Listen: “Deep Were His Wounds, and Red.” Words by William Johnson, 1958. Music by Vito Aiuto, 2008. Performed by The Welcome Wagon, 2008.
Presbyterian minister Vito Aiuto and his wife, Monique, make up the duo known as The Welcome Wagon. The final track on their debut album, “Deep Were His Wounds, and Red” is, in the words of its producer Sufjan Stevens, “a quiet bluesy dirge” with an Appalachian feel. It’s a retuning of a mid-twentieth-century hymn that, despite its gruesome opening line, is ultimately bright, for there is “healing in the wounds he bore.”
Red, the color of blood, is the color of Christ’s Passion. Each artist in the above gallery uses this color in a unique and evocative way.
The fifteenth-century Dominican friar-painter referred to posthumously as Fra Angelico (“Angelic Brother”) is known for his generally warm, sweet paintings of biblical subjects, especially angels. Christ Crowned with Thorns is for sure an outlier in his body of work; when the Metropolitan Museum of Art hosted a major Fra Angelico exhibition in 2005, critics mentioned how starkly this painting stood out from the rest in its intensity and its power to confront. Jesus’s eyes are more than bloodshot, they’re blood filled; they search us out and implore us to behold his suffering. Scholars think it likely that this vivid detail was inspired by a vision of St. Bridget of Sweden, whose published Revelations was highly popular at the time. Relaying to us a description she claims to have received from the Virgin Mary, she writes that the crown “pricked so hard that both my son’s eyes were filled with the blood that flowed down.”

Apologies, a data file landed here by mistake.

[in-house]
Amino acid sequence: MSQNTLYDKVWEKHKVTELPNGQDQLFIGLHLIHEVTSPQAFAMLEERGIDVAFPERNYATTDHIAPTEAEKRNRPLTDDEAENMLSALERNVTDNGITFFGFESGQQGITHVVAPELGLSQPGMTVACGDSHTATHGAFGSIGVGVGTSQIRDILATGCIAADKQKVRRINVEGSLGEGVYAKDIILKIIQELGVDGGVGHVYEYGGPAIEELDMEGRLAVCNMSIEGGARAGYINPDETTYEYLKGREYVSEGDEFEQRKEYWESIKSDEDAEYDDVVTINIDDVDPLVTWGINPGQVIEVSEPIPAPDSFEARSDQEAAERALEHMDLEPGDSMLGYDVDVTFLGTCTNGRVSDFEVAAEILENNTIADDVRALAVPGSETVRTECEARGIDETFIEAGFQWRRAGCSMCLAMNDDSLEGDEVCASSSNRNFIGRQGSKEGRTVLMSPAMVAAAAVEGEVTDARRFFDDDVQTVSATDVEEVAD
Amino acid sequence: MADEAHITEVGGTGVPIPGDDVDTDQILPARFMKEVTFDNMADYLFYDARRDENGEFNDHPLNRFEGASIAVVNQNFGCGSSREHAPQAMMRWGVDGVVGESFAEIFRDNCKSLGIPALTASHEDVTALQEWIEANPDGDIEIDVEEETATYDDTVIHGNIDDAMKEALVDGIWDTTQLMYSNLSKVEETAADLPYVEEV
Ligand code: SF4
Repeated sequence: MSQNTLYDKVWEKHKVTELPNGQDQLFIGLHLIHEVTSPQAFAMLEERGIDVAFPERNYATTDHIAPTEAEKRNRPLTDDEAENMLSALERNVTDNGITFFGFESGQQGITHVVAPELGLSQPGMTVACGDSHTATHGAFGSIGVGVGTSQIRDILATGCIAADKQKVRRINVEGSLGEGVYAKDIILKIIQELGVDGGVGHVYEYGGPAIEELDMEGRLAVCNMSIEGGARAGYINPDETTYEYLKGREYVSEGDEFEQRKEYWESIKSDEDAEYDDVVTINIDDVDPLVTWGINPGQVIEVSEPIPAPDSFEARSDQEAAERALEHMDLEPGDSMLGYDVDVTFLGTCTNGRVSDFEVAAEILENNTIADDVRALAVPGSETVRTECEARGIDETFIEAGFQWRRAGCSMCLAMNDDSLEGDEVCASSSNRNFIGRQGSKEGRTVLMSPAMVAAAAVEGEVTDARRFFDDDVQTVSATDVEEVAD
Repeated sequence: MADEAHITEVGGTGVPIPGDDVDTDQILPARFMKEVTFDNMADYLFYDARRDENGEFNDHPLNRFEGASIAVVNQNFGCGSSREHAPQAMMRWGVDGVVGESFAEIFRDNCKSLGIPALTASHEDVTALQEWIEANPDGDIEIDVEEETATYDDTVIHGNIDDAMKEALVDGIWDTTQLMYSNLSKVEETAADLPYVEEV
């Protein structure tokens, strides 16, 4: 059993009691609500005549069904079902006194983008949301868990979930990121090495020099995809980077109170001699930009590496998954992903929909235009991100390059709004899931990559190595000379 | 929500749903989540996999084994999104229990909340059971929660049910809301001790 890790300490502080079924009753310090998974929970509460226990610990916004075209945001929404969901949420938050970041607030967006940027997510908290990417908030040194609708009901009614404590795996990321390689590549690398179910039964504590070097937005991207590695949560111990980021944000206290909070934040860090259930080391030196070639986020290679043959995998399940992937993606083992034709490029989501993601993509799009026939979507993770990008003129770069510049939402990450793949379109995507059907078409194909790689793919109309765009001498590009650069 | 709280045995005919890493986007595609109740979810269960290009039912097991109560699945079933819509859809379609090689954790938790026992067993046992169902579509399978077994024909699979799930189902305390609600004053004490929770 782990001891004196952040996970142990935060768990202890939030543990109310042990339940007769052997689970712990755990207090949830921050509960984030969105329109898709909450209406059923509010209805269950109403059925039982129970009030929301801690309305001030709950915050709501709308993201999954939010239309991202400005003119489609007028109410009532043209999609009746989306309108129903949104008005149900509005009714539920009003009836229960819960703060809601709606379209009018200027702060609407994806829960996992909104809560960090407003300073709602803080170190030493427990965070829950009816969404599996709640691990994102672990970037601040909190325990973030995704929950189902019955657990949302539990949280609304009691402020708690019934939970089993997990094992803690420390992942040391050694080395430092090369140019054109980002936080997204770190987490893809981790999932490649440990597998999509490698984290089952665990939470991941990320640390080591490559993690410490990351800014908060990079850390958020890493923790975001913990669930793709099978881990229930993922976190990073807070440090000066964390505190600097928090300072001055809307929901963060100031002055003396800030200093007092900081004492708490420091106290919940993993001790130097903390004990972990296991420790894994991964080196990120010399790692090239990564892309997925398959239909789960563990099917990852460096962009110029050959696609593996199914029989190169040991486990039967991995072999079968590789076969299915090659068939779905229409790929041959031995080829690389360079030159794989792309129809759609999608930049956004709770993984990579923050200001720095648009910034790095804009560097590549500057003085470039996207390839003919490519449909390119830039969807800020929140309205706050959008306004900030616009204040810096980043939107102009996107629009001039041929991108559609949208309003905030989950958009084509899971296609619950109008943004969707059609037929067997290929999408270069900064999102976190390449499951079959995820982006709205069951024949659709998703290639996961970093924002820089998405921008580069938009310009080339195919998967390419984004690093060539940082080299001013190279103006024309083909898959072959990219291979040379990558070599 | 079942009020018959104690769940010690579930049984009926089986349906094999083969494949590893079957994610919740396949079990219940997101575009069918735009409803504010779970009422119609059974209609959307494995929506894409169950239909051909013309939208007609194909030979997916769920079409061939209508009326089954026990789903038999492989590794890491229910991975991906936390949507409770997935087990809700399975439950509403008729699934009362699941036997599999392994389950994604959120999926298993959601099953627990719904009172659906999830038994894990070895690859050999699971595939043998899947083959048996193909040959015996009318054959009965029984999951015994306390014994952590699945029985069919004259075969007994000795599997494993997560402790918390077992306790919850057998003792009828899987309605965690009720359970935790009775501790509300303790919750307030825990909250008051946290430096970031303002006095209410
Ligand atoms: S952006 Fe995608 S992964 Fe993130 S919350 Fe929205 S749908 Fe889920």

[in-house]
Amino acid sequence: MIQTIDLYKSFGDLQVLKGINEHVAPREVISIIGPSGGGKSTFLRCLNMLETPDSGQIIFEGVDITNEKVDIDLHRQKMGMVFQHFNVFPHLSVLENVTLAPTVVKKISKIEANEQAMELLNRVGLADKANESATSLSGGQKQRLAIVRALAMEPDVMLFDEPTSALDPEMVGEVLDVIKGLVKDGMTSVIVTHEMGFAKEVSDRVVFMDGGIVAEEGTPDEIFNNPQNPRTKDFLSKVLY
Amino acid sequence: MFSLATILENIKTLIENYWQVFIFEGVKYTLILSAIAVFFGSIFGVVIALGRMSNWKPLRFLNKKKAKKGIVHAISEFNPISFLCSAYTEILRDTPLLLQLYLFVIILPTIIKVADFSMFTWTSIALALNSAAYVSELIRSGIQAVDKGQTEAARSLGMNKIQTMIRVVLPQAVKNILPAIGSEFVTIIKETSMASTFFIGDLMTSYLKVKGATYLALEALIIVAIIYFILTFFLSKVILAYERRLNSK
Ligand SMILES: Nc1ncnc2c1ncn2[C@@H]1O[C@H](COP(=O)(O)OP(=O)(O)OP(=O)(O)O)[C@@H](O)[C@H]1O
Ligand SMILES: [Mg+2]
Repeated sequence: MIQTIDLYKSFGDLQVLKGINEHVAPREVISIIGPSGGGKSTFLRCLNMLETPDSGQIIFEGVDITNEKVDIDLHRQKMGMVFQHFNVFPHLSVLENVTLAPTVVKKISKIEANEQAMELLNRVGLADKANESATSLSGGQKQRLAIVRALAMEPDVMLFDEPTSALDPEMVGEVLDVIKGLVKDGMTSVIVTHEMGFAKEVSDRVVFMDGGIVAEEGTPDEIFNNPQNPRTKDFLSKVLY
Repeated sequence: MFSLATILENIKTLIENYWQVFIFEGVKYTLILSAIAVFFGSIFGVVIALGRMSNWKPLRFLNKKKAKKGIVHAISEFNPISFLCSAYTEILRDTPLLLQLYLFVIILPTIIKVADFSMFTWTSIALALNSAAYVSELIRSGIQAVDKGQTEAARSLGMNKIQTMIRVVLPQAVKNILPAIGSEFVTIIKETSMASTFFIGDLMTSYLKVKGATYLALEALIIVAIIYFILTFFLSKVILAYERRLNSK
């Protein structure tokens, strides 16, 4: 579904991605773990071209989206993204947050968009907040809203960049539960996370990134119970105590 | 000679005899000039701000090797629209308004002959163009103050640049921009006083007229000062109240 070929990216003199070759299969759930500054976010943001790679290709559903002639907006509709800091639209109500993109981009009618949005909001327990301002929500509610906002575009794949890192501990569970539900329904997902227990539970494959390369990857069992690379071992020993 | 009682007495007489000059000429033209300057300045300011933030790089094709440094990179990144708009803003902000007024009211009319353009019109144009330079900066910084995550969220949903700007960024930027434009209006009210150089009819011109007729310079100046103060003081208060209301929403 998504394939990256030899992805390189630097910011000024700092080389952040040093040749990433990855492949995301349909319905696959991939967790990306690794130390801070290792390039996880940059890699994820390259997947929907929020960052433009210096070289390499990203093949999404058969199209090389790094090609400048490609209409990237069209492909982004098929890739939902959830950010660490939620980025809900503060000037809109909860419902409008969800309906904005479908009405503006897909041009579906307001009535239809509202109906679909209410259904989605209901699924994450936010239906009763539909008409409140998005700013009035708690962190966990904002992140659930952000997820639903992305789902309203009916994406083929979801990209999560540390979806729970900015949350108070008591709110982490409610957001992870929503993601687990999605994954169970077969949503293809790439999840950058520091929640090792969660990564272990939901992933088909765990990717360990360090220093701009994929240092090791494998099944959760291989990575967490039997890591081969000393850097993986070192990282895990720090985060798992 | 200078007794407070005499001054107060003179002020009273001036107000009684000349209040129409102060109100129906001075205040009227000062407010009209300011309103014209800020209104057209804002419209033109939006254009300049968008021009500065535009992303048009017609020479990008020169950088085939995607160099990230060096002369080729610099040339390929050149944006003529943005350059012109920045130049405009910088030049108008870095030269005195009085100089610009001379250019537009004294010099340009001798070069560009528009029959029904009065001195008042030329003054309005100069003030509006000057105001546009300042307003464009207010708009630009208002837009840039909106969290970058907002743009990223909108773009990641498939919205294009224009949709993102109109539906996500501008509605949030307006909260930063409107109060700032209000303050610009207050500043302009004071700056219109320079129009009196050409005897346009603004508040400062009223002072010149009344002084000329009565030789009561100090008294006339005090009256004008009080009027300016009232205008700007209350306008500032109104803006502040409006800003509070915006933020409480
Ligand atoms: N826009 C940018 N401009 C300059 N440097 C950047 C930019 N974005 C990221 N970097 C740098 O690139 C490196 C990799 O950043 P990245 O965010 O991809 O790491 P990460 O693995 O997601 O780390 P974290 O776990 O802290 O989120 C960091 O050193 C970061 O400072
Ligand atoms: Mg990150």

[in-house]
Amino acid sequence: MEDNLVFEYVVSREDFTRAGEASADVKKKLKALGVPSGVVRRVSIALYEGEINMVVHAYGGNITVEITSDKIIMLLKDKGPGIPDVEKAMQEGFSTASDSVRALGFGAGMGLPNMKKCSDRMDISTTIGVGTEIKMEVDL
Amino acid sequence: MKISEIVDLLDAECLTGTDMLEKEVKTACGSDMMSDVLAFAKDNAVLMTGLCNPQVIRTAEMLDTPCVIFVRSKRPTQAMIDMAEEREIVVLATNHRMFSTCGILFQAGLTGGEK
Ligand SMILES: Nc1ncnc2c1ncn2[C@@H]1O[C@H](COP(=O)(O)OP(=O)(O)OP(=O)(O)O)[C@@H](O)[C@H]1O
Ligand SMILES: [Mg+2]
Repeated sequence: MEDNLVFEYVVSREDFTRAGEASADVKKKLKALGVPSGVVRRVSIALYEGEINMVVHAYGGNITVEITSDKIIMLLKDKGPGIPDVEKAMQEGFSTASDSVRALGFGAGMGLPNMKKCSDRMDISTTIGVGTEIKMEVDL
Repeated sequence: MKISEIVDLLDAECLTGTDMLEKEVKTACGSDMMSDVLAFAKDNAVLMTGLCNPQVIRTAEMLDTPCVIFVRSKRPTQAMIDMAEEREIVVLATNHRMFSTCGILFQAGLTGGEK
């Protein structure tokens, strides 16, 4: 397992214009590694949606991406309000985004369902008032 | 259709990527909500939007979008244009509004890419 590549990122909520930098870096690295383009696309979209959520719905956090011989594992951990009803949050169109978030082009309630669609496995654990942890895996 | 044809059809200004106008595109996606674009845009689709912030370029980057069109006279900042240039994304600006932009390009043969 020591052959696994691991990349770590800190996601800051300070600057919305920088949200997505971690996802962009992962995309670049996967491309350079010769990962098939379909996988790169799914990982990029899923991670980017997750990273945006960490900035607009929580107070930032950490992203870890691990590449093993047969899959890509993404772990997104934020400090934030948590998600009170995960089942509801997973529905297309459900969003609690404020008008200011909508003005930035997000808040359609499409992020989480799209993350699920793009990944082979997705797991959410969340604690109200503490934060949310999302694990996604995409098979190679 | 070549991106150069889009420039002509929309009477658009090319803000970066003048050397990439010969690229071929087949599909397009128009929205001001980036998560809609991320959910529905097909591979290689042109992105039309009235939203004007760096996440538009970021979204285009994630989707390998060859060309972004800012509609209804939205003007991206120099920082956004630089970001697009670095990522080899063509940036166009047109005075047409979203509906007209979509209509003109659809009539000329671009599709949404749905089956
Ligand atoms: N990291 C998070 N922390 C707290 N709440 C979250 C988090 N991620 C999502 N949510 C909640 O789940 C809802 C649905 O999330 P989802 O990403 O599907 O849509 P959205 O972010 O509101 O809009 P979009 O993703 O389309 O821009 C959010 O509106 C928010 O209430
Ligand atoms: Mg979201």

The color red is repeated in the cross shape inside Christ’s halo and in his robe, where it is offset by gold, suggesting how Christ’s suffering is tied to his majesty, his glory. His halo bears the monogram IHS XPS, derived from the Greek letters in the name and title “Jesus Christ.” (The curvilinear symbol above each letter grouping indicates that they are abbreviations.) The gold collar around his neck identifies him in Latin as “King of kings and Lord of lords,” a reference to Revelation 19:16.
Fast-forward five centuries to Otto Lange, a German Expressionist—an art movement characterized by exaggerated form, strong color, and violent marks of the brush or chisel. In Lange’s The Mocking of Christ, red scratches and besmears all the characters in the scene. It is the color of Christ’s self-outpouring and the color of his mockers’ cruelty. Even during this degrading ordeal, light continues to emanate from Christ’s person.
Red is prominent too in a crucifixion painting by contemporary artist Daniel Bonnell. In The Color of Red, a blood-red sun spills out across the horizon behind the crucified Christ, creating a second cross outline as it bisects the head-to-feet stream of blood running down Christ’s body. The idea of nature participating in the Christ event has a biblical basis and found visual expression in the Middle Ages, with artists often depicting the sun and the moon crying in crucifixion images. Bonnell innovates on this motif of cosmic mourning by showing the sun bleeding out, identifying with Christ in this profound way. Its gold circumference frames Christ’s bowed head like a halo, its coloration suggesting that on the outer edge of suffering lies the hope of resurrection, of victory.
Lastly, we come to a page from a fifteenth-century illuminated manuscript that displays emblematically the five wounds inflicted on Christ during his crucifixion: a piercing in both hands and both feet, and one in his side. The Five Holy Wounds attracted a large devotional following in the late Middle Ages, giving rise to prayers and meditations focused on this one aspect of the Passion. With its five gashes freshly gushing blood, this page invites us into contemplation of the woundedness of Christ and its meaning for us today.